Hear My Story


“Every day, they stood the 13-year-old against a wall and shot around him with a Kalyshnikov while his mother watched. His mother could speak a little but he was a vegetable.”

Lilia Shchepankevych (60) shared her time between Warsaw and her home city of Lviv before the war began. Before the war, she had been a police officer in Ukraine. She has been a dedicated member of the Modlinska center since its inception and worked as the person responsible for registering each of the 70,000 residents of the center as they arrived and left. She was typically the first person a new refugee would confide in about their experiences.

Her Story:
“I want everyone to know that refugees are often people without anything. They have no house, no clothes and no family members, because many of them died, not even on the front lines, but because they were just going to the shops and got killed. They have nothing and we need to help them with work and with schooling. It is very hard for them. They come to the center and they get depression. They don’t know what will happen, what will be next. They are unsure of the future so they get depression. I have seen many horrible things. One 13-year-old boy who arrived with his mother had completely grey hair and could not speak. Every day, the soldiers stood him against a wall and shot around him with a Kalashnikov while his mother watched. His mother could speak a little but he was a vegetable. In Mariupol, Russian soldiers were collecting kids off the streets and sending them to Russia. When the local orphanage was bombed, one brave woman collected 60 kids over two weeks. The youngest child was found breast feeding on her dead mother. They had nothing to eat for those two weeks, but she somehow got them all safely to the Center.”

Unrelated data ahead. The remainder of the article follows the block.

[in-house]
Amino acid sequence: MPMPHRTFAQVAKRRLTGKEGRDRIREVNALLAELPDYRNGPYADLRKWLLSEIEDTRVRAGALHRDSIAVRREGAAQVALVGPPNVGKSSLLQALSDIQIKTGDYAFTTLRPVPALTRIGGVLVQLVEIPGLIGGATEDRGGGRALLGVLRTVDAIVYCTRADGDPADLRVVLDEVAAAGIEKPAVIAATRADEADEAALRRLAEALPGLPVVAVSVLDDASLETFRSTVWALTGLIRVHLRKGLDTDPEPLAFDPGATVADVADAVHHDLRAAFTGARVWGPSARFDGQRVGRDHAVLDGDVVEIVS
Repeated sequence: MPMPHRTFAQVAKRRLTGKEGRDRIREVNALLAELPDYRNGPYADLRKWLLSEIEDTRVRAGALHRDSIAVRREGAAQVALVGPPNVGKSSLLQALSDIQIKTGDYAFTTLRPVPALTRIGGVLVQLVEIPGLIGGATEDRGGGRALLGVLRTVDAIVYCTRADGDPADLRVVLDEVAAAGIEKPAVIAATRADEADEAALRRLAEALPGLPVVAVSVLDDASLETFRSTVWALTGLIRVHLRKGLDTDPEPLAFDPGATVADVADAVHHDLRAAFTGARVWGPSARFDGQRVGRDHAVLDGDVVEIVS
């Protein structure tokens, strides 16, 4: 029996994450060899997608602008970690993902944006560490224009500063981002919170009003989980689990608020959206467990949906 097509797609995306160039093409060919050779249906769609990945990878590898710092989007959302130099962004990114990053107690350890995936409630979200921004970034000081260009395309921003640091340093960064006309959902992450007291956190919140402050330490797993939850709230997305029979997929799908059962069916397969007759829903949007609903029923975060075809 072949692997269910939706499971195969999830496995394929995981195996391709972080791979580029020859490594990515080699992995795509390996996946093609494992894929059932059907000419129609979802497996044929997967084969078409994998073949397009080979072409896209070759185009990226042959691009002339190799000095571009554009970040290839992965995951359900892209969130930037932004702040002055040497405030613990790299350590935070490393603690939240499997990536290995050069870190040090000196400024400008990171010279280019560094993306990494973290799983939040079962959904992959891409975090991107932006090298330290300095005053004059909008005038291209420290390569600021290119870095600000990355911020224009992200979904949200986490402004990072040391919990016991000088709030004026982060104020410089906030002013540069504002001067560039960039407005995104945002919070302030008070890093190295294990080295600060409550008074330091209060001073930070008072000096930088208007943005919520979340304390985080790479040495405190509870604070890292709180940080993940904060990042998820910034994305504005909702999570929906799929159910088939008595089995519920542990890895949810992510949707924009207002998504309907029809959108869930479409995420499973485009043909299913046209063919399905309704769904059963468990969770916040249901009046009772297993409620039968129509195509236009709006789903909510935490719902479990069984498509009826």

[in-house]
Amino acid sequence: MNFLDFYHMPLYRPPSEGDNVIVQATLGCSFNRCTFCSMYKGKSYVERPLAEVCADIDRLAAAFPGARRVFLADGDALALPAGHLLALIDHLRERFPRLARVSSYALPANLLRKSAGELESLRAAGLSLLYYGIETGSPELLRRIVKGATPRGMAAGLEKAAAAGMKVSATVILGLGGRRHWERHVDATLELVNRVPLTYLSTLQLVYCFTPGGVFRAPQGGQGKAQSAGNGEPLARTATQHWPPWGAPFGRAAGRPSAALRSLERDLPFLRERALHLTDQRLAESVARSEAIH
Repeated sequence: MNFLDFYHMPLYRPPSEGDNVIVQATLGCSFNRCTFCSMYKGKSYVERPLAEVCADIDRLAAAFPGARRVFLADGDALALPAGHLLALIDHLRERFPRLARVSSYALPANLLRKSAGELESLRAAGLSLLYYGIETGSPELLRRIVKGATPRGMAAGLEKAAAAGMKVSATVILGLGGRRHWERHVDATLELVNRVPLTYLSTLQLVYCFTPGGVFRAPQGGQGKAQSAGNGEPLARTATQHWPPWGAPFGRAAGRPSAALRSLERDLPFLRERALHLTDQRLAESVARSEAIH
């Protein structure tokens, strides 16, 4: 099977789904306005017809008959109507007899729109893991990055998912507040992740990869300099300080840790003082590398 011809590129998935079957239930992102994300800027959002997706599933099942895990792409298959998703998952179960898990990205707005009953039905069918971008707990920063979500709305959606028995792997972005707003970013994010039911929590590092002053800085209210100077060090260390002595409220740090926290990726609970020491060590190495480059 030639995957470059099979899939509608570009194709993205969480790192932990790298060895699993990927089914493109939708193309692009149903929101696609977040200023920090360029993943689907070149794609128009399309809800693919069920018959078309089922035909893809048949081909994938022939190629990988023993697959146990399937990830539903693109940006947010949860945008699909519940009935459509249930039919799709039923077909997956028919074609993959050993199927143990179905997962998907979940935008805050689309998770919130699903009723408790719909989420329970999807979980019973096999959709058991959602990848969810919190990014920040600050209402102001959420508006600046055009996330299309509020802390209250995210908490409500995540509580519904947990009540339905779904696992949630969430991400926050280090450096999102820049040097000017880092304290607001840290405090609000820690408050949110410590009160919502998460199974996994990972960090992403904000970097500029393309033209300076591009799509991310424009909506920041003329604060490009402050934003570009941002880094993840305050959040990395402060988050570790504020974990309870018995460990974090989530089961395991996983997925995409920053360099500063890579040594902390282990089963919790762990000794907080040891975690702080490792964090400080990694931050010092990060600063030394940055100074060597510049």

The Future:
“I just want the war to end. I believe many of our current residents will just return to Ukraine when it is safe to do so.”

As Ask For Help:
As a single mother, Lilia is seeking assistance for her son, who requires a heart pacemaker they can’t afford.